This little innocuous piece of paper called interrogatories was placed before the president, presumably with or without counsel, but let’s even presume with counsel, and it was a straight question, not with any definitions, no confusing colloquy between a judge and a gaggle of lawyers, no interpretive — interpretation being put on any particular word in the interrogatories, but whether or not sexual relations had been urged or participated in by the president of the United States. And the answer was none, in naming those persons.

What does that mean to you?

Does that not mean to you that, when confronted right at the outset with the phrase “sexual relations” that the president adopted and determined the common usage, well-understood definition of sexual relations that everybody in America recognizes as being the true meaning of sexual relations — meaning sex of any kind?

Did not the president answer that under the common understanding that all of us entertain when we discuss, if more so than the last year than ever before in our lives, the phrase “sexual relations?”

To me, that’s a telling feature in this case, because when you leap over that and get to the depositions, and everything that the president might have said in those depositions, as his counsel have repeatedly asserted to us, was true — that he did not lie, that he did not commit perjury, that he did not evade the truth, that — some of if was puzzling to them, even — but that it did not amount to perjury.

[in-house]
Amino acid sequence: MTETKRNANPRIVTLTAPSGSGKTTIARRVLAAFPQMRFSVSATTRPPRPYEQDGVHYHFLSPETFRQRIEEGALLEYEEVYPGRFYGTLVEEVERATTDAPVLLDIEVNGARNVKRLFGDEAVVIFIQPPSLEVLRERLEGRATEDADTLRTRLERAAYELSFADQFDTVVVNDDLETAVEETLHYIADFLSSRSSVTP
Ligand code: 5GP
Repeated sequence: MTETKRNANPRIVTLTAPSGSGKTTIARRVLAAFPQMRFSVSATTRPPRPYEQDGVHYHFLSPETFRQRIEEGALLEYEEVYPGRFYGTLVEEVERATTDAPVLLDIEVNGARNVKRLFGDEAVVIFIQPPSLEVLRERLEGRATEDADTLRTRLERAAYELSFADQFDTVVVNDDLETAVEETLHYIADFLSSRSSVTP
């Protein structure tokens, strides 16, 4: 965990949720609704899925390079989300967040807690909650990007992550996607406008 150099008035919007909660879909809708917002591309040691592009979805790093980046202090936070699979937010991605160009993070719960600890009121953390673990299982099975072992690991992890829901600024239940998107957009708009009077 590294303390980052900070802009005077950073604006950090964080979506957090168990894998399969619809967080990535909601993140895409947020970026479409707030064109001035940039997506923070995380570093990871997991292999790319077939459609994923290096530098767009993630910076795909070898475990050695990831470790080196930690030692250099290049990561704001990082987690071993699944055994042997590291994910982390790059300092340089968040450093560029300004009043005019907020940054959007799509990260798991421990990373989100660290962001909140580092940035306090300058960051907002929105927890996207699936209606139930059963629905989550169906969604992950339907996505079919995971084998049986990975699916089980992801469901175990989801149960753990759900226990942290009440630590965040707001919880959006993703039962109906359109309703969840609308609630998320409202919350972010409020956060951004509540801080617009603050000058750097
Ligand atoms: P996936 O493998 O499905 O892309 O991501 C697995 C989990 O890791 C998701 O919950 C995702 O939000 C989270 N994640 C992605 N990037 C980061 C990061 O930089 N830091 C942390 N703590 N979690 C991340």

Can they say that about the statement one month before on December 23rd in the interrogatories? That’s extremely important. Now, that is my recollection. Yours is the one that will have to predominate of course, but the weight that I put on it, I urge you to at least evaluate as you begin to level your weight on the evidence that has been presented.

And if that was not enough, on January the 15th, again before the deposition, another interrogatory, this one a request for documents, was submitted to the president. And again, the questioning there was, and you’ll see it in the record, it’s in the record, the request for documents says to submit anything that pertained to Monica Lewinsky, the intern or employee Monica Lewinsky, of whatever description — notes, gifts, whatever. And the president in that particular instance against said “none.”

I’m willing to give the president a reasonable doubt on that, and even ask you if you don’t place as much weight on it as I do, to forget all about that. But the point is that these assertions under oath were made before the Jones deposition was ever even conceived, let alone undertaken on January the 17th.

And so, he cannot, the president cannot use the lawyer talk and judge banter and the descriptions and definitions of sexual relations to cloud the answers that he gave at that time. And all of this in the continuous effort to destroy the rights of Paula Jones, a fellow American citizen.